Because *deduction* rhymes with *reduction*, you can easily remember that in deduction, you start with a set of possibilities and reduce it until a smaller subset remains.

*Induction* begins with the same two letters as the word *increase*, which can help you remember that in induction, you start with a limited number of observations and *increase* that number by generalizing.

Logic allows you to reason deductively with confidence. In fact, it's tailor-made for sifting through a body of factual statements *(premises*), ruling out plausible but inaccurate statements (*invalid conclusions*), and getting to the truth (*valid conclusions*). For this reason, logic and deduction are intimately connected.

Deduction works especially well in math, where the objects of study are clearly defined and where little or no gray area exists. For example, each of the counting numbers is either even or odd. So, if you want to prove that a number is odd, you can do so by ruling out that the number is divisible by 2.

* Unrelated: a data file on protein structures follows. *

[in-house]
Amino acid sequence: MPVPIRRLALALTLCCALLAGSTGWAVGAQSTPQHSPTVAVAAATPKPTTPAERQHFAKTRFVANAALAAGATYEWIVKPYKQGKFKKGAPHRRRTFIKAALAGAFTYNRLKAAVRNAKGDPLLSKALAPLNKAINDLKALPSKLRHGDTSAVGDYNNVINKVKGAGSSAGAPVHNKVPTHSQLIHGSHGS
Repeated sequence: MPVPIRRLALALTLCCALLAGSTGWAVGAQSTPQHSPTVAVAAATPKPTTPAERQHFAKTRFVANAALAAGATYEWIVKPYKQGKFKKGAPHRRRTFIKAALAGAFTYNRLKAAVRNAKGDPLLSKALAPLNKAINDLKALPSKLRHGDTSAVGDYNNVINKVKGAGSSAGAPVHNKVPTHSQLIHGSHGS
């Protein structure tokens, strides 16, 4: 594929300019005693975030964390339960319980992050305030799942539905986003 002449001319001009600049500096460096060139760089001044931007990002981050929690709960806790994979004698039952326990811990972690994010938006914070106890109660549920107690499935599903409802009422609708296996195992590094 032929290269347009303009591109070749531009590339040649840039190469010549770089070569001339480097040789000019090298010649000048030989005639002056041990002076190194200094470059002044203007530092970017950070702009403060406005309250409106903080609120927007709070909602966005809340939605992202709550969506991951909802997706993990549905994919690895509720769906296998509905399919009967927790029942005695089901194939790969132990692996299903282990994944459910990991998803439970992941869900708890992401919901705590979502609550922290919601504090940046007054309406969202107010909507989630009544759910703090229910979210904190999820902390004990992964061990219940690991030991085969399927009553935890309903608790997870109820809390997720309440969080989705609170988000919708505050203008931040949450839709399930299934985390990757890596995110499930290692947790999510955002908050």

On the other hand, as apparently useful as induction is, it's logically flawed. Meeting five friendly people — or 10 or 10,000 — is no guarantee that the next one you meet won't be nasty. Meeting 10,000 people doesn't even guarantee that most people in the town are friendly — you may have just met all the nice ones.

Logic, however, is more than just a good strong hunch that a conclusion is correct. The definition of logical validity demands that if your premises are true, the conclusion is also true. Because induction falls short of this standard, it's considered the great white elephant of both science and philosophy: It looks like it may work, but in the end it just takes up a lot of space in the living room.